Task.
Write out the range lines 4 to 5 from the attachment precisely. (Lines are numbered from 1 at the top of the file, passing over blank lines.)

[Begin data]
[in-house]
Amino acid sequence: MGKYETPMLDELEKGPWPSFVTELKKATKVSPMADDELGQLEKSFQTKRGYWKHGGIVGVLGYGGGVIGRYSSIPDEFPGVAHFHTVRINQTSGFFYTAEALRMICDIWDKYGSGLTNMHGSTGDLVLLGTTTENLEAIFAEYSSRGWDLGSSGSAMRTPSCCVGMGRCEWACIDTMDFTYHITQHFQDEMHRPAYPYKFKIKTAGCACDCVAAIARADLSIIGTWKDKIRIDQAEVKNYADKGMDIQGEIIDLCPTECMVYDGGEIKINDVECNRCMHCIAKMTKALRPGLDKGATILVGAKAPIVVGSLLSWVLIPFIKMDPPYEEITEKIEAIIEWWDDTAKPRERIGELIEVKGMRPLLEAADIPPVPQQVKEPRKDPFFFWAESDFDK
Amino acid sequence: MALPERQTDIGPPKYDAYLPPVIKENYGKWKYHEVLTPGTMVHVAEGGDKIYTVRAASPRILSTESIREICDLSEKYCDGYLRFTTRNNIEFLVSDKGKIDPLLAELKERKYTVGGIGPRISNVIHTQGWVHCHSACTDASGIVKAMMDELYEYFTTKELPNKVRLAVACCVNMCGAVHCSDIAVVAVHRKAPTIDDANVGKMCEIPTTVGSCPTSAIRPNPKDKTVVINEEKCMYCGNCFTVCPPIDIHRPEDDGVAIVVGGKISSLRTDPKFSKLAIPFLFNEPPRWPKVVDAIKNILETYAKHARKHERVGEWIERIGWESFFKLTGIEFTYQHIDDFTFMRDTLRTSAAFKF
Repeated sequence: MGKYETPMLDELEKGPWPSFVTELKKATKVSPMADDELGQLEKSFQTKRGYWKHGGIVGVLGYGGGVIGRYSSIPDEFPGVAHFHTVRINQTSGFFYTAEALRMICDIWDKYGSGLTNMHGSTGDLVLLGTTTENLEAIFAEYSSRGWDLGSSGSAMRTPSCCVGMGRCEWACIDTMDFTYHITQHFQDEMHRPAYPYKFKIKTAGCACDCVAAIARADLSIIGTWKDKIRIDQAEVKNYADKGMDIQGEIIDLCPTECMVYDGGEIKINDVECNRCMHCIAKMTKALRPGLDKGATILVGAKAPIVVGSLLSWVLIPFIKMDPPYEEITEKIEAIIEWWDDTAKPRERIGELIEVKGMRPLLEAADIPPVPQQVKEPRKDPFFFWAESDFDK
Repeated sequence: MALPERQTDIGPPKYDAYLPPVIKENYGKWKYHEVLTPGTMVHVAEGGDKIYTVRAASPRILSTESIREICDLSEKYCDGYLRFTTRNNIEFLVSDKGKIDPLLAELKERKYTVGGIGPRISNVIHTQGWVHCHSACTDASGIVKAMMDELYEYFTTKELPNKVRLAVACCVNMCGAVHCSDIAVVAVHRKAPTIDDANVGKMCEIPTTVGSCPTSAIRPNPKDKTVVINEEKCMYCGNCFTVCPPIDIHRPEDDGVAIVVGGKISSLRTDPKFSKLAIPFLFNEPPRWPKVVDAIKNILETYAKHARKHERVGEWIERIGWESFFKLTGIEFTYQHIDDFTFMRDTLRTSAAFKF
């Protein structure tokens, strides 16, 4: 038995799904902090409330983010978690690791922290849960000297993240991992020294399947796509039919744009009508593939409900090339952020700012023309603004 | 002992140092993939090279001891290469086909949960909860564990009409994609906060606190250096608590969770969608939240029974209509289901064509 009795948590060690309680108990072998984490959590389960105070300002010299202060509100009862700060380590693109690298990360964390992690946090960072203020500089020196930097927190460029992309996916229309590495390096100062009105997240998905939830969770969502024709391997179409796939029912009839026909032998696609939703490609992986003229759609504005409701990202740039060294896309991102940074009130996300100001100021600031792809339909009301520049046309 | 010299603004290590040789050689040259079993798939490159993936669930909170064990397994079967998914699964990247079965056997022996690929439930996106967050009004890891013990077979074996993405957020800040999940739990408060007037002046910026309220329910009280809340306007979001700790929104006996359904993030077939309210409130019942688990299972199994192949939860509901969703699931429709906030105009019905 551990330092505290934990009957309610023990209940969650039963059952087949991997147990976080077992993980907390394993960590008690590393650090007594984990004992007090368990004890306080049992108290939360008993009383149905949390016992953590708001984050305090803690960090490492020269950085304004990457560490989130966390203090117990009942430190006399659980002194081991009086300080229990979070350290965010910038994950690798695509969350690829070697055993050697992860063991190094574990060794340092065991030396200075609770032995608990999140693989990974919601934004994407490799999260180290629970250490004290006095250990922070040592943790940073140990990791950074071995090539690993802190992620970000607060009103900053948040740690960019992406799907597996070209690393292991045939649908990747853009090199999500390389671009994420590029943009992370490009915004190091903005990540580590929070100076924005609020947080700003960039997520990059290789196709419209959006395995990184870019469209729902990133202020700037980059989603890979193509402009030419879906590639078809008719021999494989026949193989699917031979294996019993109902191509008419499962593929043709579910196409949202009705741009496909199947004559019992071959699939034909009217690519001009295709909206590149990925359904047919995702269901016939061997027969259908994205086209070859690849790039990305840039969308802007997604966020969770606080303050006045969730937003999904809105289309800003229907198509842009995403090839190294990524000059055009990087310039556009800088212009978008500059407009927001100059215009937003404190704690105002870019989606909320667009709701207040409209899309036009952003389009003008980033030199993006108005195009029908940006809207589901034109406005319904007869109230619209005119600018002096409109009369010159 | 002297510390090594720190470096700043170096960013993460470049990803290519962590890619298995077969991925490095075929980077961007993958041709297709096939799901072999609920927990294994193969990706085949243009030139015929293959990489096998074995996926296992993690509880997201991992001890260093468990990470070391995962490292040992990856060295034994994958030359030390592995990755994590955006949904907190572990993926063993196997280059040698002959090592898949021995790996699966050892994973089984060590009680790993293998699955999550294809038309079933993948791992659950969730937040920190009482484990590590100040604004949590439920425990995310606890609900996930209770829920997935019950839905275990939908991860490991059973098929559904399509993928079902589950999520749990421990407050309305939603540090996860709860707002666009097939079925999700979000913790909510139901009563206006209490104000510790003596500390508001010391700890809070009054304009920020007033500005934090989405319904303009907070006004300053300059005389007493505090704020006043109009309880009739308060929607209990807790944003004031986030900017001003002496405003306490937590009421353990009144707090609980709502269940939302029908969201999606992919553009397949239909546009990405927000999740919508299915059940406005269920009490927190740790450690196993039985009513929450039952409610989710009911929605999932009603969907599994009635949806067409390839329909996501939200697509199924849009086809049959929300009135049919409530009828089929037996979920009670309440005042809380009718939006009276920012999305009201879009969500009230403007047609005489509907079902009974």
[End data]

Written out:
Repeated sequence: MGKYETPMLDELEKGPWPSFVTELKKATKVSPMADDELGQLEKSFQTKRGYWKHGGIVGVLGYGGGVIGRYSSIPDEFPGVAHFHTVRINQTSGFFYTAEALRMICDIWDKYGSGLTNMHGSTGDLVLLGTTTENLEAIFAEYSSRGWDLGSSGSAMRTPSCCVGMGRCEWACIDTMDFTYHITQHFQDEMHRPAYPYKFKIKTAGCACDCVAAIARADLSIIGTWKDKIRIDQAEVKNYADKGMDIQGEIIDLCPTECMVYDGGEIKINDVECNRCMHCIAKMTKALRPGLDKGATILVGAKAPIVVGSLLSWVLIPFIKMDPPYEEITEKIEAIIEWWDDTAKPRERIGELIEVKGMRPLLEAADIPPVPQQVKEPRKDPFFFWAESDFDK
Repeated sequence: MALPERQTDIGPPKYDAYLPPVIKENYGKWKYHEVLTPGTMVHVAEGGDKIYTVRAASPRILSTESIREICDLSEKYCDGYLRFTTRNNIEFLVSDKGKIDPLLAELKERKYTVGGIGPRISNVIHTQGWVHCHSACTDASGIVKAMMDELYEYFTTKELPNKVRLAVACCVNMCGAVHCSDIAVVAVHRKAPTIDDANVGKMCEIPTTVGSCPTSAIRPNPKDKTVVINEEKCMYCGNCFTVCPPIDIHRPEDDGVAIVVGGKISSLRTDPKFSKLAIPFLFNEPPRWPKVVDAIKNILETYAKHARKHERVGEWIERIGWESFFKLTGIEFTYQHIDDFTFMRDTLRTSAAFKF